H0me page history
Golf course evolution
The Mashie Niblick was not a wedge.
The traditional set of irons was invented by Archibald Barrie and were used from 1903 up until about the 1940s. The introduction of the standardized numbered iron set produced by the Spalding Sporting Goods Company in the early 1930s caused the traditional set of irons to gradually give way to numbered convention.
The traditional irons varied greatly in loft (+/- 5 degrees). The shape of the head determined some of the playing characteristics of the club; most traditional heads were roughly egg-shaped.
Sunday or Sabbath sticks were the golf enthusiasts' answer to the Church of Scotland's discouraging golfing on Sundays. Clubs were disguised as walking sticks, the club head comfortably fitting in the palm of the golfer's hand, until feeling unobserved, the stick was reversed and a few strokes were played.
The evolution of golf can be explained by the development of the equipment used to play the game. Some of the most notable advancements in the game of golf have come from the development of the golf ball. The golf ball took on many different forms before the 1930s when the United States Golf Association (USGA) set standards for weight and size. These standards were later followed by a USGA regulation stating that the initial velocity of any golf ball cannot exceed 250 feet per second. Since this time, the golf ball has continued to develop and impact the way the game is played.
Another notable factor in the evolution of golf has been the development of golf clubs. The earliest golf clubs were made of wood that was readily available in the area. Over the years, Hickory developed into the standard wood used for shafts and American Persimmon became the choice of wood for the club head due to its hardness and strength. As the golf ball developed and became more durable with the introduction of the “gutty” around 1850, the club head was also allowed to develop, and a variety of iron headed clubs entered the game. The introduction of steel shafts began in the late 1890s, but their adoption by the governing bodies of golf was slow. In the early 1970s, shaft technology shifted again with the use of graphite for its lightweight and strength characteristics.
The first metal “wood” was developed in the early 1980s, and metal eventually completely replaced wood due to its strength and versatility. The latest golf club technology employs the use of graphite shafts and lightweight titanium heads, which allows the club head to be made much larger than previously possible. The strength of these modern materials also allows the face of the club to be much thinner, which increases the spring-like effect of the club face on the ball, theoretically increasing the distance the ball travels. The USGA has recently limited the spring-like effect, also known as the Coefficient of Restitution (COR) to .83 and the maximum club head size to 460cc in an attempt to maintain the challenge of the game.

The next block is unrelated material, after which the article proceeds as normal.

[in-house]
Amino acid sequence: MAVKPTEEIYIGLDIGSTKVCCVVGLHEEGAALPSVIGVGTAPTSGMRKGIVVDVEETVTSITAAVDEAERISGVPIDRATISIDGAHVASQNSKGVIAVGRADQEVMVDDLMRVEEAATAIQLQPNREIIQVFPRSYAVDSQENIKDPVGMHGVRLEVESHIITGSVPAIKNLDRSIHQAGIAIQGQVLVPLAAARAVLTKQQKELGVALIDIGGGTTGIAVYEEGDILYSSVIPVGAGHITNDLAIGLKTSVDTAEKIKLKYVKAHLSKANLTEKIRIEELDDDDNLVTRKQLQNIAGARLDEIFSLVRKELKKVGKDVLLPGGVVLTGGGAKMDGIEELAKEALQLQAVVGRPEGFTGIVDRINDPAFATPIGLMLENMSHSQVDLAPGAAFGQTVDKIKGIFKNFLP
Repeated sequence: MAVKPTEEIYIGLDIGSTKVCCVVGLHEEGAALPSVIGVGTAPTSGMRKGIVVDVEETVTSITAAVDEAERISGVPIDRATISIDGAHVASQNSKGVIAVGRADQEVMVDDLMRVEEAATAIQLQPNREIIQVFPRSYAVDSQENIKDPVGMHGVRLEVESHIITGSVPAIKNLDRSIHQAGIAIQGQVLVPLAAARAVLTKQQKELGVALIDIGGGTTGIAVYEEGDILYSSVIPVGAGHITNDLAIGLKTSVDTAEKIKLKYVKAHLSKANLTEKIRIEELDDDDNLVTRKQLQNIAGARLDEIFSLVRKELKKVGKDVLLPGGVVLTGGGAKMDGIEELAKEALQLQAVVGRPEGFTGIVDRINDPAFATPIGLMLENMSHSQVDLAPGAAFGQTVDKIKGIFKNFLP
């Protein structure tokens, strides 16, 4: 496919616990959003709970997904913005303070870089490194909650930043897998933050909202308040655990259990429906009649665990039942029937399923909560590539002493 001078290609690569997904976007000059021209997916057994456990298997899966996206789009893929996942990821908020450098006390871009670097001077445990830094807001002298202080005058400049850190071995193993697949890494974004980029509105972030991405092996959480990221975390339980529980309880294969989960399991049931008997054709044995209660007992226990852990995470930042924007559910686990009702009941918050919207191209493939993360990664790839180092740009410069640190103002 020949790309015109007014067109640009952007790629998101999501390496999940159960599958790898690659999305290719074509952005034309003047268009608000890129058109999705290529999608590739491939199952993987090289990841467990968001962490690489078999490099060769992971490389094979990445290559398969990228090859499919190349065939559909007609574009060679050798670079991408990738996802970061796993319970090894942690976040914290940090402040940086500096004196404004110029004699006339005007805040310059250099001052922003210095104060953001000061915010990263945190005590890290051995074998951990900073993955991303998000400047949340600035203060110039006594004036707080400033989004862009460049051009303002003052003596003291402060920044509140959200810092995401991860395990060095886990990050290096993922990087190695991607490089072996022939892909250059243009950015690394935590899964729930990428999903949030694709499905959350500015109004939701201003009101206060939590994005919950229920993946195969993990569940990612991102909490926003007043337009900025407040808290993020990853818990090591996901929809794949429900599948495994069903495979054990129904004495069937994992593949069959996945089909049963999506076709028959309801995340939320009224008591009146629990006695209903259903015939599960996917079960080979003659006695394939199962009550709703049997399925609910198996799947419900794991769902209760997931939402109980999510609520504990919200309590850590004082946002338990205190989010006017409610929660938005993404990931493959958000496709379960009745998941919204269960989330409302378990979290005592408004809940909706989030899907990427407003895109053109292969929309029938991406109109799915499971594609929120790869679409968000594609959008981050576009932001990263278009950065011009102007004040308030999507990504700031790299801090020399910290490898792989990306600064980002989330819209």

Obsolete golf clubs
Early golf clubs were all made of wood. They were hand-crafted, often by the players themselves, and had no standard shape or form. As the sport of golf developed, a standard set of clubs began to take shape, with different clubs being fashioned to perform different tasks and hit various types of shot. Later, as more malleable iron became widely used for shorter range clubs, an even wider variety of clubs became available.
-Play Club: Driver
-- Brassie: 2-Wood
- Spoon: Higher-Lofted Wood
-Baffing Spoon: Approach Wood
These were made of wood and were used until being replaced by the numbered system used today.
- Cleek: 2 Iron
-Mid Mashie: 3 Iron
-Mashie Iron: 4 Iron
-Mashie: 5 Iron
- Spade Mashie: 6 Iron
- Mashie Niblick: 7 Iron
- Pitching Niblick: 8 Iron
- Niblick: 9 Iron
- Jigger: Very low lofted iron, shortened shaft
Golf clubs components
Long and mid irons
Short irons and wedges